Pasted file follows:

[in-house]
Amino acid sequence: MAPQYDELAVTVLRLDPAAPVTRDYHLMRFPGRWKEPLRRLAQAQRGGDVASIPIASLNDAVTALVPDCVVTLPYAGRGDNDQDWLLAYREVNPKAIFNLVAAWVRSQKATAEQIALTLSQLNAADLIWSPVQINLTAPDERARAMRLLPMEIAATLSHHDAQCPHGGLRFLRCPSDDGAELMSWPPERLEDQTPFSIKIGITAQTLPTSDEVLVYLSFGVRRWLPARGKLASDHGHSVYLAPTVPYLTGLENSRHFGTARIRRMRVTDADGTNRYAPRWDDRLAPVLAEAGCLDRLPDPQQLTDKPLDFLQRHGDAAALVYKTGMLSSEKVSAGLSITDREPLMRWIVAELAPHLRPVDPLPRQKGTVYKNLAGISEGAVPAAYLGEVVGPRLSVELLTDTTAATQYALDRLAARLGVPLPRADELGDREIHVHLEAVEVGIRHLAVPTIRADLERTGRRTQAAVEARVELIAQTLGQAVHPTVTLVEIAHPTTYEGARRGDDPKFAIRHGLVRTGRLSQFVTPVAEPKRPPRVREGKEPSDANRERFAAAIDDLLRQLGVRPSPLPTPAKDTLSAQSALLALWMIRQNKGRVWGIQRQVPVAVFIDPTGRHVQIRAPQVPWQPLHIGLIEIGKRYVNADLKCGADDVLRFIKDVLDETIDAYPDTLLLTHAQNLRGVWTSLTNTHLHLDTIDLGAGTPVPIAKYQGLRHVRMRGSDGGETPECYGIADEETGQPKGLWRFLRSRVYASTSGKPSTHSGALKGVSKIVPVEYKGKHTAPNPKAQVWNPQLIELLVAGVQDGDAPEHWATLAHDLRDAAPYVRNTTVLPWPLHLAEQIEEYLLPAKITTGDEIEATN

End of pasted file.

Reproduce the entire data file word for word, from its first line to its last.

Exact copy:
[in-house]
Amino acid sequence: MAPQYDELAVTVLRLDPAAPVTRDYHLMRFPGRWKEPLRRLAQAQRGGDVASIPIASLNDAVTALVPDCVVTLPYAGRGDNDQDWLLAYREVNPKAIFNLVAAWVRSQKATAEQIALTLSQLNAADLIWSPVQINLTAPDERARAMRLLPMEIAATLSHHDAQCPHGGLRFLRCPSDDGAELMSWPPERLEDQTPFSIKIGITAQTLPTSDEVLVYLSFGVRRWLPARGKLASDHGHSVYLAPTVPYLTGLENSRHFGTARIRRMRVTDADGTNRYAPRWDDRLAPVLAEAGCLDRLPDPQQLTDKPLDFLQRHGDAAALVYKTGMLSSEKVSAGLSITDREPLMRWIVAELAPHLRPVDPLPRQKGTVYKNLAGISEGAVPAAYLGEVVGPRLSVELLTDTTAATQYALDRLAARLGVPLPRADELGDREIHVHLEAVEVGIRHLAVPTIRADLERTGRRTQAAVEARVELIAQTLGQAVHPTVTLVEIAHPTTYEGARRGDDPKFAIRHGLVRTGRLSQFVTPVAEPKRPPRVREGKEPSDANRERFAAAIDDLLRQLGVRPSPLPTPAKDTLSAQSALLALWMIRQNKGRVWGIQRQVPVAVFIDPTGRHVQIRAPQVPWQPLHIGLIEIGKRYVNADLKCGADDVLRFIKDVLDETIDAYPDTLLLTHAQNLRGVWTSLTNTHLHLDTIDLGAGTPVPIAKYQGLRHVRMRGSDGGETPECYGIADEETGQPKGLWRFLRSRVYASTSGKPSTHSGALKGVSKIVPVEYKGKHTAPNPKAQVWNPQLIELLVAGVQDGDAPEHWATLAHDLRDAAPYVRNTTVLPWPLHLAEQIEEYLLPAKITTGDEIEATN